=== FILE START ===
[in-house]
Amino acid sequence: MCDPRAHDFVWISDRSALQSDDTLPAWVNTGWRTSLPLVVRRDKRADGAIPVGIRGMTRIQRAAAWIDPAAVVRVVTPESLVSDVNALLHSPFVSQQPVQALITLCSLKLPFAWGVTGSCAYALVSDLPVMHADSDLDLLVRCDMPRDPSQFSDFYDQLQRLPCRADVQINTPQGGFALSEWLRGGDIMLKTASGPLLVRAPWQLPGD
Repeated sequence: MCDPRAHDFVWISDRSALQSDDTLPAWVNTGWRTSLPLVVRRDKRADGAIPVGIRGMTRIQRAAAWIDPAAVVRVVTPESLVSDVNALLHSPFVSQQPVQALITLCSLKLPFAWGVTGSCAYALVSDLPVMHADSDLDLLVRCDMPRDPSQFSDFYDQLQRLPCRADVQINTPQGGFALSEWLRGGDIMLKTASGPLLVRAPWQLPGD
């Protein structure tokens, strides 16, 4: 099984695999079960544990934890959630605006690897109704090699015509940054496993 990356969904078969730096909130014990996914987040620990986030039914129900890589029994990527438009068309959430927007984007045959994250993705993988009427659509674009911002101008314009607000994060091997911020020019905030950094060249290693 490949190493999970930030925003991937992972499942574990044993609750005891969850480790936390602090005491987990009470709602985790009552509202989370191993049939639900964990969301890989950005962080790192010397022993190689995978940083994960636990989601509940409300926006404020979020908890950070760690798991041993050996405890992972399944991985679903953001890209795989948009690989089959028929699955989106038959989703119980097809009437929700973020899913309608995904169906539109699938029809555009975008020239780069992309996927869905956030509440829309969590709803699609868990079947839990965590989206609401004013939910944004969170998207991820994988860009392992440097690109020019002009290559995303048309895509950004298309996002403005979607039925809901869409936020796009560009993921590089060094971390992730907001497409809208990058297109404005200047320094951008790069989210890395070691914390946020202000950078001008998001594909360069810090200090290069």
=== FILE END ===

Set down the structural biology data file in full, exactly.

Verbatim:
[in-house]
Amino acid sequence: MCDPRAHDFVWISDRSALQSDDTLPAWVNTGWRTSLPLVVRRDKRADGAIPVGIRGMTRIQRAAAWIDPAAVVRVVTPESLVSDVNALLHSPFVSQQPVQALITLCSLKLPFAWGVTGSCAYALVSDLPVMHADSDLDLLVRCDMPRDPSQFSDFYDQLQRLPCRADVQINTPQGGFALSEWLRGGDIMLKTASGPLLVRAPWQLPGD
Repeated sequence: MCDPRAHDFVWISDRSALQSDDTLPAWVNTGWRTSLPLVVRRDKRADGAIPVGIRGMTRIQRAAAWIDPAAVVRVVTPESLVSDVNALLHSPFVSQQPVQALITLCSLKLPFAWGVTGSCAYALVSDLPVMHADSDLDLLVRCDMPRDPSQFSDFYDQLQRLPCRADVQINTPQGGFALSEWLRGGDIMLKTASGPLLVRAPWQLPGD
């Protein structure tokens, strides 16, 4: 099984695999079960544990934890959630605006690897109704090699015509940054496993 990356969904078969730096909130014990996914987040620990986030039914129900890589029994990527438009068309959430927007984007045959994250993705993988009427659509674009911002101008314009607000994060091997911020020019905030950094060249290693 490949190493999970930030925003991937992972499942574990044993609750005891969850480790936390602090005491987990009470709602985790009552509202989370191993049939639900964990969301890989950005962080790192010397022993190689995978940083994960636990989601509940409300926006404020979020908890950070760690798991041993050996405890992972399944991985679903953001890209795989948009690989089959028929699955989106038959989703119980097809009437929700973020899913309608995904169906539109699938029809555009975008020239780069992309996927869905956030509440829309969590709803699609868990079947839990965590989206609401004013939910944004969170998207991820994988860009392992440097690109020019002009290559995303048309895509950004298309996002403005979607039925809901869409936020796009560009993921590089060094971390992730907001497409809208990058297109404005200047320094951008790069989210890395070691914390946020202000950078001008998001594909360069810090200090290069």